The following environmental issues likely will be the subject of legislative debate in the coming months:
The Michigan Department of Environmental Quality is seeking to increase regulatory fees by a total of nearly $19.6 million, including the costs of permits for air emissions, wetlands, dam safety, floodplains, inland lakes and streams; and groundwater discharge. The agency also wants to impose higher fees for pollution prevention, hazardous waste users, solid waste, on-site sewage and mineral wells. The existing fees generate $22.6 million annually. If approved, the new fees would amount to nearly $42.2 million — an increase of 187 percent. The agency claims higher fees are necessary to make up for less federal and state funding of its regulatory programs. However, the regulated community will likely resist the higher fees given the economic challenges facing Michigan businesses. For more information search Senate Bill 406 at Michigan Votes, www.michiganvotes.org.
For the past few years, business groups and the Michigan Department of Environmental Quality have been negotiating revisions to regulations governing the cleanup of contaminated property. The lack of progress prompted the agency to hire the firm Public Sector Consultants to mediate the process. PSC is expected to finish its work this spring, even though a number of unresolved issues remain. The business community is advocating for rules that provide certainty and finality, while the DEQ generally favors more regulatory latitude.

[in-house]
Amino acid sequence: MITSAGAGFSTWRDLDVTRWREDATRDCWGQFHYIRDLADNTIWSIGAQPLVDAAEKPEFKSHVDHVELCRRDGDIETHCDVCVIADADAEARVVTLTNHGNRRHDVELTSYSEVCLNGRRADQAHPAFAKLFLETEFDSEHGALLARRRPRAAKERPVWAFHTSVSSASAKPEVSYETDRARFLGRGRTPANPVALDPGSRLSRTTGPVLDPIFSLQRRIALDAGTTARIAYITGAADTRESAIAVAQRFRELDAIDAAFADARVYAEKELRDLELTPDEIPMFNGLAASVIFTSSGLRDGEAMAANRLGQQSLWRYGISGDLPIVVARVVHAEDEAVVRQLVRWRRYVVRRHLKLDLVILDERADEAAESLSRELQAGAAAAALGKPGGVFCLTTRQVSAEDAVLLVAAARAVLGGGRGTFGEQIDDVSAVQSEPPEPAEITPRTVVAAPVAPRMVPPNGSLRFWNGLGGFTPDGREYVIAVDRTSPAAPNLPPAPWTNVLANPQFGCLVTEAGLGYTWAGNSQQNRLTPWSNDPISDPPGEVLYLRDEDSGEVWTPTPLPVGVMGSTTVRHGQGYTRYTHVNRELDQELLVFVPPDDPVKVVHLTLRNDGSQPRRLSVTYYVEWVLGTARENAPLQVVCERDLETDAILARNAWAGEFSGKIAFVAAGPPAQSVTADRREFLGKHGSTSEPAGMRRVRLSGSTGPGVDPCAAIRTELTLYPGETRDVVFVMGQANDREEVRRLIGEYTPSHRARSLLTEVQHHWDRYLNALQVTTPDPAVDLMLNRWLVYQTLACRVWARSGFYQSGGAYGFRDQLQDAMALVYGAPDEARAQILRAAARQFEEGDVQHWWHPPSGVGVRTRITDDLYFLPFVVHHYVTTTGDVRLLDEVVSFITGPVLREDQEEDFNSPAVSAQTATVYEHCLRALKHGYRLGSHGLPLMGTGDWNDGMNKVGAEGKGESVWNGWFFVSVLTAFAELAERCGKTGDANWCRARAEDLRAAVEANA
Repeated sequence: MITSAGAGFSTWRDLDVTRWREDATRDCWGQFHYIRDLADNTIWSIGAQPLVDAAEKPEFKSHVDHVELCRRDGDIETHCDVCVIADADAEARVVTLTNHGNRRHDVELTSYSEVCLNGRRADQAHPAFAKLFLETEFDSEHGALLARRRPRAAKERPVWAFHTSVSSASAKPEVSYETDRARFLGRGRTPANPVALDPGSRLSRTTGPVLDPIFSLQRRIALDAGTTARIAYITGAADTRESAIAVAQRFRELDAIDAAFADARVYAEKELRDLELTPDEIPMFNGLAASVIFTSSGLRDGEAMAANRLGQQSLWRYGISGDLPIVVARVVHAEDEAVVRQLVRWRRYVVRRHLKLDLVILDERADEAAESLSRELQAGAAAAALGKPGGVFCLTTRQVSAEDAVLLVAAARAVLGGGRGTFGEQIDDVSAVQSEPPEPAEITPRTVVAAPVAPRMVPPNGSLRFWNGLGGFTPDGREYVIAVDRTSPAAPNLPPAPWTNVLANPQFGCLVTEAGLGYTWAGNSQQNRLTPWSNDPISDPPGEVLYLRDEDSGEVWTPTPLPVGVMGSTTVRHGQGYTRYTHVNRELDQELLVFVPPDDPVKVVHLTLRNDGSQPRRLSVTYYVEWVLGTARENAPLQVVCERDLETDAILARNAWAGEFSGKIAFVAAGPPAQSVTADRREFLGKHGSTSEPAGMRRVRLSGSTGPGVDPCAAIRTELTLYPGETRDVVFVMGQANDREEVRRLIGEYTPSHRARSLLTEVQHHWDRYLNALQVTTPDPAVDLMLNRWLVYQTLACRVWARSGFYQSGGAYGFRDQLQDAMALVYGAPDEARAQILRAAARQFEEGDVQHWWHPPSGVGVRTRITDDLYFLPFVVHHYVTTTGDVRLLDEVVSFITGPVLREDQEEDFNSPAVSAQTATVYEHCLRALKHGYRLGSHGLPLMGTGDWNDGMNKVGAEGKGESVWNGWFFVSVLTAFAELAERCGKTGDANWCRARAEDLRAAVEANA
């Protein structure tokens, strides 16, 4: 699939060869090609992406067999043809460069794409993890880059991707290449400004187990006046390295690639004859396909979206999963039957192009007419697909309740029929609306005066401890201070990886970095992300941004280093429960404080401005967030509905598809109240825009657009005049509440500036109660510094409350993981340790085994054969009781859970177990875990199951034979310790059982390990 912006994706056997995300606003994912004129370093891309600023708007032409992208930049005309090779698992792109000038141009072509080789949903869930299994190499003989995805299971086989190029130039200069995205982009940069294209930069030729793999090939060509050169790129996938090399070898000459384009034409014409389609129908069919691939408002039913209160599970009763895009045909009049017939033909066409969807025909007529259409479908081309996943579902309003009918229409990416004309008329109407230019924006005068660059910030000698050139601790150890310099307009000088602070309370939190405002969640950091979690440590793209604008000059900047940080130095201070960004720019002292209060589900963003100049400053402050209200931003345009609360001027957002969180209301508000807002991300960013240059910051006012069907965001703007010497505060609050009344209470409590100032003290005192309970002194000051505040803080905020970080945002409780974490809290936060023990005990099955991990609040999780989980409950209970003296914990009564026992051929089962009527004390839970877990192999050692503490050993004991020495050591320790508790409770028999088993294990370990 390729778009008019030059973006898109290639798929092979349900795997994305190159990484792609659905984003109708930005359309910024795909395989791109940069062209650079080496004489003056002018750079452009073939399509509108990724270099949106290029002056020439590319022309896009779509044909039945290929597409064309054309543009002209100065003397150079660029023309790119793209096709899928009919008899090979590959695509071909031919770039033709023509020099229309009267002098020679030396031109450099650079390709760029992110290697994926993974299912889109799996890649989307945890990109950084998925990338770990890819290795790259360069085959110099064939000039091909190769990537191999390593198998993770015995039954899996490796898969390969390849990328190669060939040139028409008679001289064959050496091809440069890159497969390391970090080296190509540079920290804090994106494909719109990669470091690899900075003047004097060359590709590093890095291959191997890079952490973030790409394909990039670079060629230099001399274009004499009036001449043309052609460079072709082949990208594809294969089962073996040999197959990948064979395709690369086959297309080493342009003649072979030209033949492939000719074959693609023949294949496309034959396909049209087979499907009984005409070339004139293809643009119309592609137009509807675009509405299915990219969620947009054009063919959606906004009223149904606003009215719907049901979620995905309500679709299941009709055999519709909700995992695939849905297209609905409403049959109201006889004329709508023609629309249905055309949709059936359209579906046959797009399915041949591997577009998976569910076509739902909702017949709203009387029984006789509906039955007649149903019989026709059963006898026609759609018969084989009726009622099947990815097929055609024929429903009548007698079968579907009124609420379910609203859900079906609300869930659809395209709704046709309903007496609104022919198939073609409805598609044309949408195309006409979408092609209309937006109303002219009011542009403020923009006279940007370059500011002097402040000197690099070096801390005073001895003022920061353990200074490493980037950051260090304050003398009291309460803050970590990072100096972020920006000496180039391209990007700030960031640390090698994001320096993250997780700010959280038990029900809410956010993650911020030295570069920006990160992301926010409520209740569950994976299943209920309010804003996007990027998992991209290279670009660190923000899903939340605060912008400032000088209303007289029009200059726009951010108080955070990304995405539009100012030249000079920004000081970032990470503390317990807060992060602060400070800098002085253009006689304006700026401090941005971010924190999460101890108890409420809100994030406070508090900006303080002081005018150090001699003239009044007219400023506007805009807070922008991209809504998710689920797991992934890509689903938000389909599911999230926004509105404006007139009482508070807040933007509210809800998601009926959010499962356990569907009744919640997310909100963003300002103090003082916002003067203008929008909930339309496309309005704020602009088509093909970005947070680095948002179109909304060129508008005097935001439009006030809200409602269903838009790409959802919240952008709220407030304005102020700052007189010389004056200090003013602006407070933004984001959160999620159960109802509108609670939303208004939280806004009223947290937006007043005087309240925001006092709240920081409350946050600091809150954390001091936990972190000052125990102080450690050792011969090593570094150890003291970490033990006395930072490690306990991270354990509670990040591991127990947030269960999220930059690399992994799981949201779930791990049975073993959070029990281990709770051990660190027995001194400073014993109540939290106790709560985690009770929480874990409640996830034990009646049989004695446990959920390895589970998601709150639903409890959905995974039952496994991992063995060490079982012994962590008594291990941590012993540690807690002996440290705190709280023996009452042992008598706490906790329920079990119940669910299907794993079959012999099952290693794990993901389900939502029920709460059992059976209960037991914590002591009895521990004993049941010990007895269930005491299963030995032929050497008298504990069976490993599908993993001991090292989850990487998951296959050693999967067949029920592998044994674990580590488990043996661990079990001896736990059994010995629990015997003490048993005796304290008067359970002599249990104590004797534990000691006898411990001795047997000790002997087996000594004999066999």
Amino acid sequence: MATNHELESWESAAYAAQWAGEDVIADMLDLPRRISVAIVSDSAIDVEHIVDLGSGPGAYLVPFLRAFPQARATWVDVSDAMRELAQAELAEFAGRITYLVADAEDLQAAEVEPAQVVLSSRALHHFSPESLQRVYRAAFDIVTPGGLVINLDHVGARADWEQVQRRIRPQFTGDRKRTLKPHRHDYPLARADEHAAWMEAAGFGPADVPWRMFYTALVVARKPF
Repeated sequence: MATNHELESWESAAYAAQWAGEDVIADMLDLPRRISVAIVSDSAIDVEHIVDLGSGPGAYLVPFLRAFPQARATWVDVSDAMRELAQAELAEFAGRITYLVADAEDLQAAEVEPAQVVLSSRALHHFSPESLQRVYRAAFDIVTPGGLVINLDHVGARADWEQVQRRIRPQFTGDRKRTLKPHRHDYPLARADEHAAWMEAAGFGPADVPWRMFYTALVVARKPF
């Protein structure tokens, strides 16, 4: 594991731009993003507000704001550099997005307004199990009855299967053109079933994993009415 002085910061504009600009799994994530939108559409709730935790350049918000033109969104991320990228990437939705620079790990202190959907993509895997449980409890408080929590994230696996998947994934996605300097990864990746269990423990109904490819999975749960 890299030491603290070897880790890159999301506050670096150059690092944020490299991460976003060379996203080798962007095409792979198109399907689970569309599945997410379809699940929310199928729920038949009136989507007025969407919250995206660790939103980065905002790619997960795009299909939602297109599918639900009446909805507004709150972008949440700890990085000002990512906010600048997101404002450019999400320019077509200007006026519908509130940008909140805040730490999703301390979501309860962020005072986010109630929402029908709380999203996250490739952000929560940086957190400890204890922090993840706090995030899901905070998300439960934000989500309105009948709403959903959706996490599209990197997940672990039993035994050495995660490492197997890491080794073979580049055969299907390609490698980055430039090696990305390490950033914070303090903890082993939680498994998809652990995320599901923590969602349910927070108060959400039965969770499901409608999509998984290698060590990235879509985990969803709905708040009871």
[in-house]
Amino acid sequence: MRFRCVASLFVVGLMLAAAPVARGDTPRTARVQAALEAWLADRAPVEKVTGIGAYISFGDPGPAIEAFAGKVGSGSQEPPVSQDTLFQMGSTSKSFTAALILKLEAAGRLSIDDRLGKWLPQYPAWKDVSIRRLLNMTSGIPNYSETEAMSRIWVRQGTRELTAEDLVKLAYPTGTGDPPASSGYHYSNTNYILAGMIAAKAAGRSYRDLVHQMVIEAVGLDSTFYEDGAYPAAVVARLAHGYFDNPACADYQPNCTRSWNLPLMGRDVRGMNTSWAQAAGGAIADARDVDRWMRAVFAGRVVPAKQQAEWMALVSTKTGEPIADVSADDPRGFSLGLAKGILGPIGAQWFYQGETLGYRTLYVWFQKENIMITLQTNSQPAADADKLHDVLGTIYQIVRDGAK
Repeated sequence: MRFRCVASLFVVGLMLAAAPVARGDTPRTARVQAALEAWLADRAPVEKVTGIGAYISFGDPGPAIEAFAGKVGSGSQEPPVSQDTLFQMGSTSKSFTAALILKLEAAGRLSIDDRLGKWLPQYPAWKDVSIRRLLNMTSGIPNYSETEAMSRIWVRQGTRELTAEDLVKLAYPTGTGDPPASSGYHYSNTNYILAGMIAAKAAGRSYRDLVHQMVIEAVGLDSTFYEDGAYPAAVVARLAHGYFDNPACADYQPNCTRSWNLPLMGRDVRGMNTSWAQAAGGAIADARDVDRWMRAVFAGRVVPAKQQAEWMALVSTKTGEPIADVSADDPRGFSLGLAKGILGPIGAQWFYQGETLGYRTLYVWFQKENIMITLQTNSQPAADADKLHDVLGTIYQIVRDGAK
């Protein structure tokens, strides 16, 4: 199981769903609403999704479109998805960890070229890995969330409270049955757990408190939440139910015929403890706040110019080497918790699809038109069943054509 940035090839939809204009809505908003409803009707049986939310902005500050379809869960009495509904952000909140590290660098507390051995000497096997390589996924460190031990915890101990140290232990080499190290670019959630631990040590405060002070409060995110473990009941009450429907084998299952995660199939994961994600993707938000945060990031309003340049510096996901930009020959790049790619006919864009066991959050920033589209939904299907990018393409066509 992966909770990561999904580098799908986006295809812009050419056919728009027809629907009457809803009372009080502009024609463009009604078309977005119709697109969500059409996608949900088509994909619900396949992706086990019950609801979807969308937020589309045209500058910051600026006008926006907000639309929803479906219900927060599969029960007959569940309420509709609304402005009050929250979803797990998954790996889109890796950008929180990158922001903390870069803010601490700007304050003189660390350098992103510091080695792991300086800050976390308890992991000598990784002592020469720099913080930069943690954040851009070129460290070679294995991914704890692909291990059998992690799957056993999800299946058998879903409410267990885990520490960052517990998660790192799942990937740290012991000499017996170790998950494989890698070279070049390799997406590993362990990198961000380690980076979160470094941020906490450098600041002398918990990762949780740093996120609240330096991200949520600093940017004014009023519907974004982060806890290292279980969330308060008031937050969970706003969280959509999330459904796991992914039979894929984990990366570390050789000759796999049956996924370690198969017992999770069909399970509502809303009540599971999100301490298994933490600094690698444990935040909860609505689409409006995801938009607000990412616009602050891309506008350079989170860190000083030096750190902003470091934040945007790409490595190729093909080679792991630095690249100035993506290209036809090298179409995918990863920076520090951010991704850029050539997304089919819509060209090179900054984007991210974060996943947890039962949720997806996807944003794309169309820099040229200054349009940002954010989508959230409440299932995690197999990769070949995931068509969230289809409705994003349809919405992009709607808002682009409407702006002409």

Great Lakes Quality Agreement
State Sen. Patricia Birkholz (R-24th District) has introduced legislation that would implement the Great Lakes Water Quality Agreement in Michigan. In order for the agreement to be binding, all Great Lakes states must pass implementing legislation. To date, only Minnesota has passed such a statue. The agreement requires, in part, state regulation of new or increased water withdrawals within five years of ratification. The agreement prohibits out-of-basin withdrawals, but exempts communities that are partly in and partly out of the basin, providing a process for those to use Great Lakes water. For more information search House Bill 4336, House Bill 4343 and Senate Bill 212 at Michigan Votes, www.michiganvotes.org.
Ballast water treatment
The standoff between the shipping industry and the Michigan Department of Environmental Quality over ballast water treatments has intensified, with the FedNave shipping company suing DEQ over its requirements that shippers must obtain a permit before they can use ports in Michigan. FedNave has threatened to boycott Michigan ports. Michigan is the only Great Lakes state to require ballest water treatment insisting that the treatment is necessary to prevent the introduction of non-native species.